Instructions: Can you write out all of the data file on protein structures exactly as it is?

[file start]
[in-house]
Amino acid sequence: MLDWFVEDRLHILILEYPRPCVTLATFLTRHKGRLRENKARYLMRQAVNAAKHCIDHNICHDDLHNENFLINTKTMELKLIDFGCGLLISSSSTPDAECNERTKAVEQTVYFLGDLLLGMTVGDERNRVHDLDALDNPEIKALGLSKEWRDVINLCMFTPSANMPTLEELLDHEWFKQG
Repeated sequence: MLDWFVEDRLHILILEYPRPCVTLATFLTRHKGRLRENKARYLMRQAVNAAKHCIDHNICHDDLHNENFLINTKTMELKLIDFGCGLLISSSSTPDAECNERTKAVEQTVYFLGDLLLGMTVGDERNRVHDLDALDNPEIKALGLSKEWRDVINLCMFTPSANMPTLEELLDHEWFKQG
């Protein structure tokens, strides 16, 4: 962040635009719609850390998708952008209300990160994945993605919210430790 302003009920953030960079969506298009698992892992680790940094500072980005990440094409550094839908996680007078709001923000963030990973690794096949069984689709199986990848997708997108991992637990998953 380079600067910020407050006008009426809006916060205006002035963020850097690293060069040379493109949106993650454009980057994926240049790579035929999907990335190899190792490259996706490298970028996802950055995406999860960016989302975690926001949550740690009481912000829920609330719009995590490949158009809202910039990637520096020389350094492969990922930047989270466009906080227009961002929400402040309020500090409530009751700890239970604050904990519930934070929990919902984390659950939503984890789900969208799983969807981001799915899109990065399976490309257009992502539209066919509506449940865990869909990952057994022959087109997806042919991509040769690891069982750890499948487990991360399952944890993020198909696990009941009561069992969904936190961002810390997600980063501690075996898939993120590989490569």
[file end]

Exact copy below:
[in-house]
Amino acid sequence: MLDWFVEDRLHILILEYPRPCVTLATFLTRHKGRLRENKARYLMRQAVNAAKHCIDHNICHDDLHNENFLINTKTMELKLIDFGCGLLISSSSTPDAECNERTKAVEQTVYFLGDLLLGMTVGDERNRVHDLDALDNPEIKALGLSKEWRDVINLCMFTPSANMPTLEELLDHEWFKQG
Repeated sequence: MLDWFVEDRLHILILEYPRPCVTLATFLTRHKGRLRENKARYLMRQAVNAAKHCIDHNICHDDLHNENFLINTKTMELKLIDFGCGLLISSSSTPDAECNERTKAVEQTVYFLGDLLLGMTVGDERNRVHDLDALDNPEIKALGLSKEWRDVINLCMFTPSANMPTLEELLDHEWFKQG
């Protein structure tokens, strides 16, 4: 962040635009719609850390998708952008209300990160994945993605919210430790 302003009920953030960079969506298009698992892992680790940094500072980005990440094409550094839908996680007078709001923000963030990973690794096949069984689709199986990848997708997108991992637990998953 380079600067910020407050006008009426809006916060205006002035963020850097690293060069040379493109949106993650454009980057994926240049790579035929999907990335190899190792490259996706490298970028996802950055995406999860960016989302975690926001949550740690009481912000829920609330719009995590490949158009809202910039990637520096020389350094492969990922930047989270466009906080227009961002929400402040309020500090409530009751700890239970604050904990519930934070929990919902984390659950939503984890789900969208799983969807981001799915899109990065399976490309257009992502539209066919509506449940865990869909990952057994022959087109997806042919991509040769690891069982750890499948487990991360399952944890993020198909696990009941009561069992969904936190961002810390997600980063501690075996898939993120590989490569």